web firms record keystrokes of users

According to the study from Princeton University, more than 480 websites use technique of session replay to gain an understanding of how customers use websites. 

Study says that Hundreds of web firms are tracking every single keystroke made by visitors. Experts questioned the legality of using such software without user’s consent.”These scripts record your keystrokes, mouse movements, and scrolling behavior, along with the entire contents of the pages you visit, and may be send them to third-party servers.

The stated purpose of this data collection includes gathering insights into how users interact with websites and discovering broken or confusing pages. However the extent of data collected by these services far exceeds user expectations. Text typed into forms is collected before the user submits the form, and precise mouse movements are saved, all without any visual indication to the user. This data can’t reasonably be expected to be kept anonymous.

As per record by researchers in website : jagat  Analysis of seven of the top session replay companies (based on their relative popularity in our measurements ). The services studied are Yandex, FullStory, Hotjar, UserReplay, Smartlook, Clicktale, and SessionCam. They found these services in use on 482 of the Alexa top 50,000 sites.Collection of page content by third-party replay scripts may cause sensitive information such as medical conditions, credit card details and other personal information displayed on a page to leak to the third-party as part of the recording.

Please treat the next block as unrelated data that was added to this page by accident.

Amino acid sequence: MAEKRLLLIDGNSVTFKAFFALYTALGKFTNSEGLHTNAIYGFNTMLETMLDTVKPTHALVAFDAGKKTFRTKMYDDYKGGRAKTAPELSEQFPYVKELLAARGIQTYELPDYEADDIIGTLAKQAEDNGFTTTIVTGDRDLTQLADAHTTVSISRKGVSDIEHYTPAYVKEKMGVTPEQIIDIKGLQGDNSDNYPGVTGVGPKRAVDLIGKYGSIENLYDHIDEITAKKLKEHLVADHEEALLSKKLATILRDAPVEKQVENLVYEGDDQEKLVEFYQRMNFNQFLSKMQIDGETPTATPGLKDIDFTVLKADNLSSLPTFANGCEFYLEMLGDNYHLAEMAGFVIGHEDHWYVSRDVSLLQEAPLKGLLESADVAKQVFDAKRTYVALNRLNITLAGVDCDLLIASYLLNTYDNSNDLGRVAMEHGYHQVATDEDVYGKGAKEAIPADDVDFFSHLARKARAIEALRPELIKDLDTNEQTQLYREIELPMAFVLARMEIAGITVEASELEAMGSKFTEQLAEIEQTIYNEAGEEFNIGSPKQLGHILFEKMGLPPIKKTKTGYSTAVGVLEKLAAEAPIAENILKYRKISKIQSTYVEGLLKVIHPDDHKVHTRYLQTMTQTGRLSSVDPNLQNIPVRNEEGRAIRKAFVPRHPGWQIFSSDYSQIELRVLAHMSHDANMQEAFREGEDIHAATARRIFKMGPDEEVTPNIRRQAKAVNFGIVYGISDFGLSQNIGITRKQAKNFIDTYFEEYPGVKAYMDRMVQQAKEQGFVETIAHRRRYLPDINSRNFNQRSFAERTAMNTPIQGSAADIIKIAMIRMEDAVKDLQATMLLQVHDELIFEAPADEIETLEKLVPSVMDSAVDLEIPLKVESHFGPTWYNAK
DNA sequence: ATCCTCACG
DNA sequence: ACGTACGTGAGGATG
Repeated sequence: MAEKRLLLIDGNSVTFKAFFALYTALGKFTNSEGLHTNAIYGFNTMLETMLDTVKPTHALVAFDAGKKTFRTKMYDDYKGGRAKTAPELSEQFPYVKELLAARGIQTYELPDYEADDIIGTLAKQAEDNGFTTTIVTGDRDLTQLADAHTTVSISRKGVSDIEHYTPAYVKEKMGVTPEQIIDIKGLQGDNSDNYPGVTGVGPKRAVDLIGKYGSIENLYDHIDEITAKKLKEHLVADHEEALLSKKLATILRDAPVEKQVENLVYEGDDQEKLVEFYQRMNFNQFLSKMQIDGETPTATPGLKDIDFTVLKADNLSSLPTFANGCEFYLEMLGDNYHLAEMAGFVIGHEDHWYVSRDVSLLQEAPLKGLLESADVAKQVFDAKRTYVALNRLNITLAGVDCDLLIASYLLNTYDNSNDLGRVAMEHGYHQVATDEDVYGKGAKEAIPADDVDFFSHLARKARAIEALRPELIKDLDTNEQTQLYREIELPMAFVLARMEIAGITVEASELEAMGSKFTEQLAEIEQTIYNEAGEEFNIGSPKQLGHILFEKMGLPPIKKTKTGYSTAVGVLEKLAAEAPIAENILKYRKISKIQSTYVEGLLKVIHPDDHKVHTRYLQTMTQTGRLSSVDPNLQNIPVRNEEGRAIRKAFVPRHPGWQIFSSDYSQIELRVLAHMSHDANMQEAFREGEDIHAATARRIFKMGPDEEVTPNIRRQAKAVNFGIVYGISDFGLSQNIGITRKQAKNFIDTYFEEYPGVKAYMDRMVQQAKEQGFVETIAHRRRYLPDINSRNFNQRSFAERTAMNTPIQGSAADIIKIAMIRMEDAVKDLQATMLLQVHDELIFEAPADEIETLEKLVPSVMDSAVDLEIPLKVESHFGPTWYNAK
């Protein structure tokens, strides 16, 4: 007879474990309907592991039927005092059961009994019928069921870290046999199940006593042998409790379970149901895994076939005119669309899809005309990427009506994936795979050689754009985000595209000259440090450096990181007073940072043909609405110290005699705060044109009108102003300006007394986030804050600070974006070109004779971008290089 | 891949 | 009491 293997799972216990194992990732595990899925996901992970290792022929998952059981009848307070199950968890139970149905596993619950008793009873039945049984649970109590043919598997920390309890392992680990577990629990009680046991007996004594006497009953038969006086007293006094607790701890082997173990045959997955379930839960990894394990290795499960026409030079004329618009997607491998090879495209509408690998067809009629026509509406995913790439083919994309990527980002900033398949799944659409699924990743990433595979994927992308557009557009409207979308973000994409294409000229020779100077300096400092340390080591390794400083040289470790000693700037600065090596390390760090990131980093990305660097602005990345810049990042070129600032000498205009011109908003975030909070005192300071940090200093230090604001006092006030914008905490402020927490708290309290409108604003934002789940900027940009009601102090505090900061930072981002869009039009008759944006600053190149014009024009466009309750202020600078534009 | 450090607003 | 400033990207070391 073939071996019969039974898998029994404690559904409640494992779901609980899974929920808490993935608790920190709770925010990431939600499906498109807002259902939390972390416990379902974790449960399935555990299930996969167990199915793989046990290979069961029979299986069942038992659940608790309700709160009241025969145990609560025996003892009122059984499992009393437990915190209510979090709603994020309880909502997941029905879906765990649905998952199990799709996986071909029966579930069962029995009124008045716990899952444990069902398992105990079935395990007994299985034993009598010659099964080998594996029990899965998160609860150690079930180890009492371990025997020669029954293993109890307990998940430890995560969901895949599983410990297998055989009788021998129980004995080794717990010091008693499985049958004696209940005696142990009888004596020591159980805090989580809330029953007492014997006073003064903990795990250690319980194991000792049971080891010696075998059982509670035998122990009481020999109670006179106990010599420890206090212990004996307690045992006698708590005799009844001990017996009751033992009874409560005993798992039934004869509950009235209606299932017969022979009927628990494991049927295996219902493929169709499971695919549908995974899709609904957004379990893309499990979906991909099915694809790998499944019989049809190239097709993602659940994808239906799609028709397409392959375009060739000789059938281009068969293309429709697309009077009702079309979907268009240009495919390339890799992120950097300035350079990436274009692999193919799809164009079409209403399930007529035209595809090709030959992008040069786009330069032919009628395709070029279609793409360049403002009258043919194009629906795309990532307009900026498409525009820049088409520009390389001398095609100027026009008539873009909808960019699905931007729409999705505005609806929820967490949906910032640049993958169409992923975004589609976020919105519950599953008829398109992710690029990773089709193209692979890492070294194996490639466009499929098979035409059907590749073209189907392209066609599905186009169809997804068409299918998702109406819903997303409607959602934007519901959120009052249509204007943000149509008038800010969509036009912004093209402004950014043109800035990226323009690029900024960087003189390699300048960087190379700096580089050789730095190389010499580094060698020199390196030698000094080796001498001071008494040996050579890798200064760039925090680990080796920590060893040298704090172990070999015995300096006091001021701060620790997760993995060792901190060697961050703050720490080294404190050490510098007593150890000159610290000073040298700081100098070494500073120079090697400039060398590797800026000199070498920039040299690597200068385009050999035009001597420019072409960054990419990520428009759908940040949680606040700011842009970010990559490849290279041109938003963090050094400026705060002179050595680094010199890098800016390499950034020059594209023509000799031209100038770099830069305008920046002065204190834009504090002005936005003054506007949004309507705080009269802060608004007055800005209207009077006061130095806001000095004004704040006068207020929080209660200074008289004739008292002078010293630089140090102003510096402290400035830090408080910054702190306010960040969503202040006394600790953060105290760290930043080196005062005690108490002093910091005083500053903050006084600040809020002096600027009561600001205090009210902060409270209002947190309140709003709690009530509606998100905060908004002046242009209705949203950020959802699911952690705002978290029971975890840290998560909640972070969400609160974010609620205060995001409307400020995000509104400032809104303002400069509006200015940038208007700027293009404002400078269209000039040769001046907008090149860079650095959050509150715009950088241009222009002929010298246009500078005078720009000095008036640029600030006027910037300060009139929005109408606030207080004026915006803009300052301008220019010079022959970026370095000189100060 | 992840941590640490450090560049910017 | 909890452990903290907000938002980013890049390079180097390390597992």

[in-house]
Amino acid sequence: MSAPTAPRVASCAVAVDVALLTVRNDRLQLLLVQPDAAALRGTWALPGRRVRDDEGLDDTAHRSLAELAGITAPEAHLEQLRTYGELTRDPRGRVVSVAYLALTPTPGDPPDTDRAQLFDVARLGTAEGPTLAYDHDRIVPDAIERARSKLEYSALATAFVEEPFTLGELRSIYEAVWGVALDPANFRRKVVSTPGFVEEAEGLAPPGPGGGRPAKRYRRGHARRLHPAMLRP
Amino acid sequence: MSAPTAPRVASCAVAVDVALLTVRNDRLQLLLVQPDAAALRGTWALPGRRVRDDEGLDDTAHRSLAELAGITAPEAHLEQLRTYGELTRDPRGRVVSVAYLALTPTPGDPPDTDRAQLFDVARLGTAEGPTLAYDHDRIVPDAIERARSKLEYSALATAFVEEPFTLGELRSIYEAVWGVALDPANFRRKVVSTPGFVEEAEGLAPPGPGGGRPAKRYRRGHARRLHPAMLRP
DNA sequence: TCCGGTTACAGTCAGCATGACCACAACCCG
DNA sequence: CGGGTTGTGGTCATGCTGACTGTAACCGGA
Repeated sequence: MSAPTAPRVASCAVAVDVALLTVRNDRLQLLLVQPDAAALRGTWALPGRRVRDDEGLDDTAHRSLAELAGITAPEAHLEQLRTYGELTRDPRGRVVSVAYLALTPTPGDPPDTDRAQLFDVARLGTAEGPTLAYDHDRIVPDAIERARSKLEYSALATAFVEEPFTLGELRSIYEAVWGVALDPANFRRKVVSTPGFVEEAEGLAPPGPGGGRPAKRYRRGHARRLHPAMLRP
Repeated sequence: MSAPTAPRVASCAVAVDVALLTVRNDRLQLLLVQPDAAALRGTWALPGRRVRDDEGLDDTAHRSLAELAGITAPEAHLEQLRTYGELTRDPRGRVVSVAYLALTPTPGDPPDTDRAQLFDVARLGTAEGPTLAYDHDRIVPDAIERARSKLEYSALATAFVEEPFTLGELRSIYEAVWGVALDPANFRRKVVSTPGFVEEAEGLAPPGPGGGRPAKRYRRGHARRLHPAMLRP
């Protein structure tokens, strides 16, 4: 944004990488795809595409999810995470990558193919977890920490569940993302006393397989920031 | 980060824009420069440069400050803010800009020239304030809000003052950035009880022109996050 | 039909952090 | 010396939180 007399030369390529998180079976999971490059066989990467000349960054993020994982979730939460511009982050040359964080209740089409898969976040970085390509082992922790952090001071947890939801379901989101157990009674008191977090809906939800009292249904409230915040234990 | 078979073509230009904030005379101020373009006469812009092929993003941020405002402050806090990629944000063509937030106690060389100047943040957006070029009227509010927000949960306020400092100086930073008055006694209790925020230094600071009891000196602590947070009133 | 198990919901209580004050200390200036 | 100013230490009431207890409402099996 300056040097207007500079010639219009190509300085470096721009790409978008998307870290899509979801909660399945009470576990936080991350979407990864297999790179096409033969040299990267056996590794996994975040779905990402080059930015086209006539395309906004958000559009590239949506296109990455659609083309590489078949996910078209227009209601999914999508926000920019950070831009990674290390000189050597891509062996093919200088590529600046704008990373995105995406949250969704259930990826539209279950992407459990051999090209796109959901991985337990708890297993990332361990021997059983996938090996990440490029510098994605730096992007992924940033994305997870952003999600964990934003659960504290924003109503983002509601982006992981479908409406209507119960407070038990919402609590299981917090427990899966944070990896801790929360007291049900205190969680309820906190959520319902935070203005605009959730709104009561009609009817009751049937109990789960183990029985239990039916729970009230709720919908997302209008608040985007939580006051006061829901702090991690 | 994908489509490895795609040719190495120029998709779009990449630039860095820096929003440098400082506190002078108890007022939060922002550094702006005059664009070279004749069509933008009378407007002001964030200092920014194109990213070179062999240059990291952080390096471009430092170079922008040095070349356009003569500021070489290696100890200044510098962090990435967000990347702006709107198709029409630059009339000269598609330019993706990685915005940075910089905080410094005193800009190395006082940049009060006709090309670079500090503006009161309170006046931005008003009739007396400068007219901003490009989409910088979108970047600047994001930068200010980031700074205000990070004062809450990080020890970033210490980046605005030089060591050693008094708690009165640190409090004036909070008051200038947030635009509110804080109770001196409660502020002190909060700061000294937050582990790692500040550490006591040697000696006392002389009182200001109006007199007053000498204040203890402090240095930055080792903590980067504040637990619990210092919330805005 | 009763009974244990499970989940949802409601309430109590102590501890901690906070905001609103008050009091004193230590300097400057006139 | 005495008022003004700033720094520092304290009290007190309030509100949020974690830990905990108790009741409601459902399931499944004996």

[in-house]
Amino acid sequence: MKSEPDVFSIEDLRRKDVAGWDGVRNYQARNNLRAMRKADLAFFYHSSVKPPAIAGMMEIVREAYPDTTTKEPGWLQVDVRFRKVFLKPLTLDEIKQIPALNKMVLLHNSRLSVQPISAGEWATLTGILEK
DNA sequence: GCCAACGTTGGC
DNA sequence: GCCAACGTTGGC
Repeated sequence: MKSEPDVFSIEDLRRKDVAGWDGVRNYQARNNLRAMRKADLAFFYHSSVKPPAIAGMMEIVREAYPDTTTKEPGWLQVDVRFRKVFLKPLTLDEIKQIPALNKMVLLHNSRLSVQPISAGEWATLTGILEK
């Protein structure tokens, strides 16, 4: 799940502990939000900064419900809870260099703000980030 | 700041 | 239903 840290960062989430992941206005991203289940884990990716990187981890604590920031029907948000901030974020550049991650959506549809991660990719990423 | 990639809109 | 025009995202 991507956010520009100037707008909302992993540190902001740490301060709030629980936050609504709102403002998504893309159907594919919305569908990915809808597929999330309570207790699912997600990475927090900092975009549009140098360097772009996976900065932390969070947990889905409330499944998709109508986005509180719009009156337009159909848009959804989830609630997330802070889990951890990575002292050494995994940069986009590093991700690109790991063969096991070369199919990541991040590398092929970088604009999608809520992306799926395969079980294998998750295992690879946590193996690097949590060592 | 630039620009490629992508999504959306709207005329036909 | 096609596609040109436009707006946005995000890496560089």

This may expose users to identity theft, online scams, and other unwanted behavior. The same is true for the collection of user inputs during checkout and registration processes.

Following are the red lines  :

1. Passwords are included in session recordings.

2. Sensitive user inputs are redacted in a partial and imperfect way.

3. Manual redaction of personally identifying information displayed on a page is a fundamentally insecure model.

4. Recording services may fail to protect user data.

Firms using the software included the UK’s news website the Telegraph, Samsung, Reuters, US retail giant Home Depot and CBS News.Paul Edon, director at security firm Tripwire said: “The first area of concerns here is the legality of recording people’s keystrokes without first informing them of the fact.If this is so reliability of users on to the websites bleaks to the point of negativity.

 

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